While Aaron Rodgers and the quick-timing offense Mike McCarthy pivoted towards have powered the Green Bay Packers' four-game winning streak, the team needs every advantage it can muster in order to continue its run into (and perhaps through) the postseason. Developing a semblance of a reliable ground attack could go a long way towards that end.
Though it may have seemed like a gimmick previously, Ty Montgomery has indeed become the lead back that Green Bay's offense sorely lacked since Eddie Lacy's ankle injury.
Before Sunday's win over the Chicago Bears, Montgomery had not handled more than nine carries in a game. However, the Packers used him more frequently in the backfield than any of their other options, suggesting that a significant uptick in usage lay just around the corner. That increase came Sunday when Montgomery toted the rock 16 times for 162 yards and two scores with another two touches coming off receptions. Those rushing figures account for nearly half of his total production on the year.
So what changed for Montgomery? In previous weeks, Montgomery showed the burst to hit the hole and pick up as much yardage as the offensive line could carve open, but little after. This time around, he broke a series a tackles -- seven in total -- and gained 9.8 of his 10.1 yards per carry after contact, numbers more in line with Le'Veon Bell or David Johnson's expectations rather than a converted wideout.
While Montgomery may never have a day that productive again, the Packers only require enough to balance out the offense and keep defenses from focusing on the passing game. Montgomery has shown in recent weeks that he can provide at least that, and perhaps much more.
Fault for late-game defensive collapse falls on Capers
The Packers defense has not played a game at anything approaching full strength in several months. Not only did the unit lose top corner Sam Shields for the season, but Nick Perry remains sidelined with a hand injury and Clay Matthews has a badly separated shoulder limiting his impact. These factors -- along with several other injuries that have taken games away from key contributors -- have contributed to the regression of Dom Capers' defense.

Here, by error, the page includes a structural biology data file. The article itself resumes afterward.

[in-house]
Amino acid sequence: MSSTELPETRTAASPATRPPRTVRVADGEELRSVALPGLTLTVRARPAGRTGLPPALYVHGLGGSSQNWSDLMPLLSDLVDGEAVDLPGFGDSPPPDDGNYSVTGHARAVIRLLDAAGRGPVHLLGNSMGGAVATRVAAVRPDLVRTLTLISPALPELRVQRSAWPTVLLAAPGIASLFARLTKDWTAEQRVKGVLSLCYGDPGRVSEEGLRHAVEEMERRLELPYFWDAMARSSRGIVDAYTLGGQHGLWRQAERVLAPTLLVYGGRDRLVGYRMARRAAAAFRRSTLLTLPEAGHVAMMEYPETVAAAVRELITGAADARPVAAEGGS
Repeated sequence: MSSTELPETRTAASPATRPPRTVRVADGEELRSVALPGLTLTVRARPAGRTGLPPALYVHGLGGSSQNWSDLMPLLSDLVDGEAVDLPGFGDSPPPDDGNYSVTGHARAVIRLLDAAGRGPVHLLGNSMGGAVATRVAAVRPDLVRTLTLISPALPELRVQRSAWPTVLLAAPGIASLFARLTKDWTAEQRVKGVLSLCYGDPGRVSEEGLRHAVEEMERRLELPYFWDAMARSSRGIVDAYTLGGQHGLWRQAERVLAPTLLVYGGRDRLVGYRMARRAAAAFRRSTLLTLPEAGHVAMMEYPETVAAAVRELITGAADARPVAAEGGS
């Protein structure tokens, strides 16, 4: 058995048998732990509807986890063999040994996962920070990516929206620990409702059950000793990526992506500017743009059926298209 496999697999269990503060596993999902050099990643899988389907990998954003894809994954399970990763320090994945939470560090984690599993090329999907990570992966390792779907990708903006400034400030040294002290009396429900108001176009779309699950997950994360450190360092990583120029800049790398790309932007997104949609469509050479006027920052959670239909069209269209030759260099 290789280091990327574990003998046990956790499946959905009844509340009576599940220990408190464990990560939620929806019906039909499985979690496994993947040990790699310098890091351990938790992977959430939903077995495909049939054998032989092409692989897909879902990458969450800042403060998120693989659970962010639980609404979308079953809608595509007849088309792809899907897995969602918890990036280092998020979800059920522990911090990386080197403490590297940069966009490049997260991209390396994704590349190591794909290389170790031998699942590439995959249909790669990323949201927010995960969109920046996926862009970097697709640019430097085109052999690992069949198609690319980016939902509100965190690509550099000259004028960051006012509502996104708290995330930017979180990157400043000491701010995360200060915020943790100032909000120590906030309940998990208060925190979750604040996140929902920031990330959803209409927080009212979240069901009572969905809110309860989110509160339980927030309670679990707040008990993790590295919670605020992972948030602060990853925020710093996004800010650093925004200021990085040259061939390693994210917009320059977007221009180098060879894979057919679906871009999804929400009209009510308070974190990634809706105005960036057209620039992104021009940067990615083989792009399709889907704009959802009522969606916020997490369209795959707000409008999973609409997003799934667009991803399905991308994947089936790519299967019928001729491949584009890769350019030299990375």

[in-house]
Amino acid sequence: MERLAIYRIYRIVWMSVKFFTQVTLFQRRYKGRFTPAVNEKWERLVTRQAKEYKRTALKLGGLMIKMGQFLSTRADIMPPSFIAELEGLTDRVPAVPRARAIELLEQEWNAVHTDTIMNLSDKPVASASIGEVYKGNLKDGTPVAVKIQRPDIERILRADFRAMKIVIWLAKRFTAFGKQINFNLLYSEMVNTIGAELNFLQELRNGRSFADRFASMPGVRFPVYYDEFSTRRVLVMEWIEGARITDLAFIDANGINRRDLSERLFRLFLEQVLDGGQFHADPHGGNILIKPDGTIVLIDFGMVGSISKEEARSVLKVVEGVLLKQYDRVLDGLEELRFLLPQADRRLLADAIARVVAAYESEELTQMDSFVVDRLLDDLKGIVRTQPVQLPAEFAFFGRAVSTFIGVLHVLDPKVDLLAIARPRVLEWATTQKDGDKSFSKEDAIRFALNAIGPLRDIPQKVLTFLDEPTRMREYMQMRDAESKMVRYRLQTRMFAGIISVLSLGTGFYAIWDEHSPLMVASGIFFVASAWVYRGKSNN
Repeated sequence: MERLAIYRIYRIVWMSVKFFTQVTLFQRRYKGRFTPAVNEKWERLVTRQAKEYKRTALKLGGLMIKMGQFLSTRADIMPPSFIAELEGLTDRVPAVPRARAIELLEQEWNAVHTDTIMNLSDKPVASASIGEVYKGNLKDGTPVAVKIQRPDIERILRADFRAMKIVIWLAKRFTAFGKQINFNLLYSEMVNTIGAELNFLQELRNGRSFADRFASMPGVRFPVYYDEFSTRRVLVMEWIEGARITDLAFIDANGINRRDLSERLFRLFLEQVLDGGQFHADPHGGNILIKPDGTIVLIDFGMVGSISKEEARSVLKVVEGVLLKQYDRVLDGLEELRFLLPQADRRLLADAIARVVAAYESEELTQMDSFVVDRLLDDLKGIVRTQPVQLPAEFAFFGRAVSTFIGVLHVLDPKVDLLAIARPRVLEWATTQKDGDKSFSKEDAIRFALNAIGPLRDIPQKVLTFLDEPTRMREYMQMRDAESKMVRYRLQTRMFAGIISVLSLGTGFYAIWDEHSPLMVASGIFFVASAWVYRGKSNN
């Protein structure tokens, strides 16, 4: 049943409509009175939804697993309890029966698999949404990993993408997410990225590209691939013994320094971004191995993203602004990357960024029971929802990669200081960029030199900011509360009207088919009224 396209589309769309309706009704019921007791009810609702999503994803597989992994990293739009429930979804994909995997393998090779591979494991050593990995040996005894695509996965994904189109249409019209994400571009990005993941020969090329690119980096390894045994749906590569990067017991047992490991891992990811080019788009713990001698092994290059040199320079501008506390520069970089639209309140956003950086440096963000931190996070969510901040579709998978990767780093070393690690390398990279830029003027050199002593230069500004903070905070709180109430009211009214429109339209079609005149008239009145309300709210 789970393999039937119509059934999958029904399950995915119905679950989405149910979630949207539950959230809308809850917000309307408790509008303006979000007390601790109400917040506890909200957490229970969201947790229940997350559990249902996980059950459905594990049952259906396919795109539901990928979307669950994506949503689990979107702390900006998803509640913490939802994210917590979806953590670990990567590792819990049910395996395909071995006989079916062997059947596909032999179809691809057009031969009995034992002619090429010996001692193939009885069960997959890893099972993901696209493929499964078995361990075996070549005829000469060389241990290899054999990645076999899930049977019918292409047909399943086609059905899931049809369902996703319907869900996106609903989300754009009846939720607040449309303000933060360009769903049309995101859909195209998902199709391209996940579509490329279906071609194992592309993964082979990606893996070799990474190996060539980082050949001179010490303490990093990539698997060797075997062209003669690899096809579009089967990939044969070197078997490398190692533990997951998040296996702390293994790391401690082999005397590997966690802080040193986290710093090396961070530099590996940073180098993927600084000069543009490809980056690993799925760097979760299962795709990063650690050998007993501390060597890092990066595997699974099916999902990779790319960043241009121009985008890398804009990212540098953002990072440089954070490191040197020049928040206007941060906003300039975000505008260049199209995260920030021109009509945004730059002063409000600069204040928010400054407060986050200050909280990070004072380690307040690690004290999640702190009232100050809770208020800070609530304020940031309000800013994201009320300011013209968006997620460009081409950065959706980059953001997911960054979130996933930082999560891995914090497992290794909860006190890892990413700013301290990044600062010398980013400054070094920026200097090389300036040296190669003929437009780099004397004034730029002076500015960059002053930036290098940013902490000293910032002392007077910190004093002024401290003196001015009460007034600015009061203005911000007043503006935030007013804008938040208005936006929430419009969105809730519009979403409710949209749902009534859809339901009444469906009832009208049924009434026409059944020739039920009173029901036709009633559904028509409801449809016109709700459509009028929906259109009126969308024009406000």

And while those injuries affected Sunday's game, the lion's share of the blame for the Packers blowing a 17-point lead should fall on the defensive coaches.
Starting in the third quarter, the defense shifted to a more conservative approach aimed at taking away big plays. While the Bears had precious few, they did carve up the Packers by targeting the soft spots in the zone. Wideouts Deonte Thompson and Cameron Meredith did considerable damage in this manner, largely at the expense of Quinten Rollins and the eventually benched Damarious Randall. While Rollins and Randall likely committed execution errors in the eyes of the coaches, the schematic approach allowed for those mistakes to happen.
While "prevent" approaches do serve a purpose, Capers adjusted too early and cost the Packers' their sizable lead. If not for Rodgers' heroics on the final drive, it could have cost them the game as well.
Rodgers making late push for MVP consideration
This season, a handful of intriguing MVP candidates have flooded the field, with no one player clearly standing out as Cam Newton did a year ago.
Each of the frontrunners carries a notable flaw. Tom Brady's team went 3-1 without him during the first month of the season. Derek Carr hasn't looked the same since he dislocated his right pinky finger. Matt Ryan could lose votes due to Julio Jones' presence and the quality of his running game. In that context, Aaron Rodgers' incredible late-season run could garner him consideration the award despite an uneven start to his season.
Narrative plays a significant role in MVP voting. Not only does a candidate need a spectacular season, but he also must "lift" his case with team success in a way that voters can attribute to him.
And the Packers' revival certainly doesn't happen without Rodgers and the offense getting back on track. The quarterback hasn't thrown an interception in over a month while completing nearly 69 percent of his throws for 1,371 yards and 10 touchdowns, good for a passer rating of 114.7. While other Green Bay players have elevated their games during that span, they all work off of Rodgers.
Of course, Rodgers' case takes a hit if the Packers don't complete their comeback effort and with the NFC North.